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Tuesday, January 18, 2011

Leading by Loving: John 13:12-20

For my class on Biblical interpretation, we're each assigned a passage that we will eventually do a major exegesis on.  We're also required to do an initial devotion, and I decided that since I haven't posted on here for so long, I'll share what I wrote.  It might have been for a class, but I learned a lot from the last hour and a half's worth of studying!

12 When he had finished washing their feet, he put on his clothes and returned to his place. “Do you understand what I have done for you?” he asked them. 13 “You call me ‘Teacher’ and ‘Lord,’ and rightly so, for that is what I am. 14 Now that I, your Lord and Teacher, have washed your feet, you also should wash one another’s feet. 15 I have set you an example that you should do as I have done for you. 16 Very truly I tell you, no servant is greater than his master, nor is a messenger greater than the one who sent him. 17 Now that you know these things, you will be blessed if you do them.
    18 “I am not referring to all of you; I know those I have chosen. But this is to fulfill this passage of Scripture: ‘He who shared my bread has turned[a] against me.’[b]
   19 “I am telling you now before it happens, so that when it does happen you will believe that I am who I am. 20 Very truly I tell you, whoever accepts anyone I send accepts me; and whoever accepts me accepts the one who sent me.”

In this passage we see a display of Jesus’ ultimate humility.  He is the disciples’ teacher and Lord (13) and they, his servants, are no greater than he (16).  But Jesus has washed their feet in order to set an example for them (15).  He wants his disciples to be humble, to have the mindset of serving everyone around them, even those who might seem “lesser” than they.  He wants them to love one another just as he has demonstrated his love for them.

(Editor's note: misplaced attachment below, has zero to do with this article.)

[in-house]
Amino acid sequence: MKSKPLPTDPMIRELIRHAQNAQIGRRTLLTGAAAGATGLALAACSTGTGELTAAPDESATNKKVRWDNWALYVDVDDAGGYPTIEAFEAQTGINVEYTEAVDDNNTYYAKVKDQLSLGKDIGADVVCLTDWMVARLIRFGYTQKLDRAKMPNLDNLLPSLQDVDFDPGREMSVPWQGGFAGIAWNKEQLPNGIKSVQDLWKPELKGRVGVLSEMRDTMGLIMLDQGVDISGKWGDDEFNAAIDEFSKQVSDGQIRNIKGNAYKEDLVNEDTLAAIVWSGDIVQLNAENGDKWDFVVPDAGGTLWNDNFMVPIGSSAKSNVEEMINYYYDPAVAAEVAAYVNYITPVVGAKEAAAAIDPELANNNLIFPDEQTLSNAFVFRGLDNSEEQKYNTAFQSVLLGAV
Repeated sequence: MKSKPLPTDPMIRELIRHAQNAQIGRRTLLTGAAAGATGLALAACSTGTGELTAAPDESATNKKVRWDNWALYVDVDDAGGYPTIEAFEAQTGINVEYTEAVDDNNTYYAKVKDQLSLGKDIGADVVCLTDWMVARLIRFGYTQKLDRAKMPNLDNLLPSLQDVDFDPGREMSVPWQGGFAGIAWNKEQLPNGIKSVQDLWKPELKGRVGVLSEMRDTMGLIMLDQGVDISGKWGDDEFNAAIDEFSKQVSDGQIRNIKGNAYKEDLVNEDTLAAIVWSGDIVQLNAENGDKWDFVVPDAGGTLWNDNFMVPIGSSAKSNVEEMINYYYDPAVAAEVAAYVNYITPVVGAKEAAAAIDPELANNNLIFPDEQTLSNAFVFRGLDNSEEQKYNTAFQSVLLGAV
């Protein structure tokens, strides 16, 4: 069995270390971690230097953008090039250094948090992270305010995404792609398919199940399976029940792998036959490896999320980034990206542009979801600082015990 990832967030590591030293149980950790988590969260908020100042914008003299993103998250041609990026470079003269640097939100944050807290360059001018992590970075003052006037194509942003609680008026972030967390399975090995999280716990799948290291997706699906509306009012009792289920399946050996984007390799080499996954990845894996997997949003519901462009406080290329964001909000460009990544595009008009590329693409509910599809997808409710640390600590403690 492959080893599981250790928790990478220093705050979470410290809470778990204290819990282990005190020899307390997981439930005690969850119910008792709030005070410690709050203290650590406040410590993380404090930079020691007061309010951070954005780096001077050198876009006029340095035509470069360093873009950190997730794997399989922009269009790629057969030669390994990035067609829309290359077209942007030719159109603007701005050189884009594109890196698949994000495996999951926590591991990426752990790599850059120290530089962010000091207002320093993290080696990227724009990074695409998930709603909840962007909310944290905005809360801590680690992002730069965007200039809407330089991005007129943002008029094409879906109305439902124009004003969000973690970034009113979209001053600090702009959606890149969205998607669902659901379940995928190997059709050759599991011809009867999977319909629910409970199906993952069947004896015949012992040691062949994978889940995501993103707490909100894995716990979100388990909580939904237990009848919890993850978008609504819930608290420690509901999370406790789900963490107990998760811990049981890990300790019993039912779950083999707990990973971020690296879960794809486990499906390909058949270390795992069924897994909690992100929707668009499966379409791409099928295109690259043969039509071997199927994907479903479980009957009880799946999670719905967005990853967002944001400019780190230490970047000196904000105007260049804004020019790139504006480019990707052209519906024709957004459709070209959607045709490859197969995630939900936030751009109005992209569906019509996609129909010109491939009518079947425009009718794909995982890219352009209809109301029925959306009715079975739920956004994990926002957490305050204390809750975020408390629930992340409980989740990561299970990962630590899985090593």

Jesus continues to show love to his disciples in the following verses (18-20) by sharing with them an Old Testament prophecy that predicts his betrayal(18).  Jesus says, “I am telling you now before it happens, so that when it does happen you will believe that I am He,” that is, the Son of God.
Jesus is nearing the close of his life on earth at this point, and he wants to make sure that his disciples know exactly who he is.  He continues in the next verse, “Whoever accepts anyone I send accepts me; and whoever accepts me accepts the one who sent me.”  When his disciples believe in Jesus, they would believe in God, the one who sent him.  Jesus’ ultimate goal for his disciples was for them to have a saving faith in him and in God.
            The lessons that Jesus taught his disciples here apply still today.  The term “servant leader” is one often used in Christian circles, but I think we sometimes glaze over it or fail to understand its full meaning.  Jesus personifies the ultimate “servant leader.”  He leads the disciples by setting them an example of humble servanthood.  A true leader is the servant of his followers.  This idea is contradictory to the worldly idea of leadership, which says that leadership means having the most power, the most people at your beck and call to do your bidding, the most authority to make people do what you want.  Jesus counters this entirely.
            Just as Jesus loved his disciples by revealing to them who he was so that they might believe in him, he loves us by revealing himself to us.  This happens when we read the Word or hear it spoken, every time we partake of the Lord’s Supper, when Jesus give us his very body and blood, and when others around us love us with the love of Christ.  All the ways Jesus reveals himself to us are for the purpose of strengthening our faith in him, so that we might believe and be saved.
            As Christians, as followers of Christ, we are to follow his example of loving, humble service just as the disciples were instructed to do.  The biggest difference between the worldly idea of leadership and Christ’s is, ultimately, love.  When we love all those around us, in the same selfless way that Christ loves us, that’s when we made a difference in the world, just as the disciples did.  We also have the opportunity, in loving others, to be a means by which Christ reveals himself to them.  When we speak his words of love and forgiveness, when we serve in selflessness and humility, we are God’s instruments for revelation of himself.
            We serve in love and humility and demonstrate Christ by loving others because it is what Christ has done for us.  He became the ultimate servant, giving up some of his rights as God to come to this earth and serve us in love.  He was humbled to the highest degree when he was killed, hanging naked on a cross.  He loved us with unmatchable, selfless love when he took our sins upon himself and gave to us his righteousness.  And he lovingly revealed himself to us by coming to earth and living among us, so that we might believe in him and be saved.
            This is what Christ has done for us.  It is the greatest honor and privilege we have as Christians to imitate Christ: to love and serve others as he has loved and served us.

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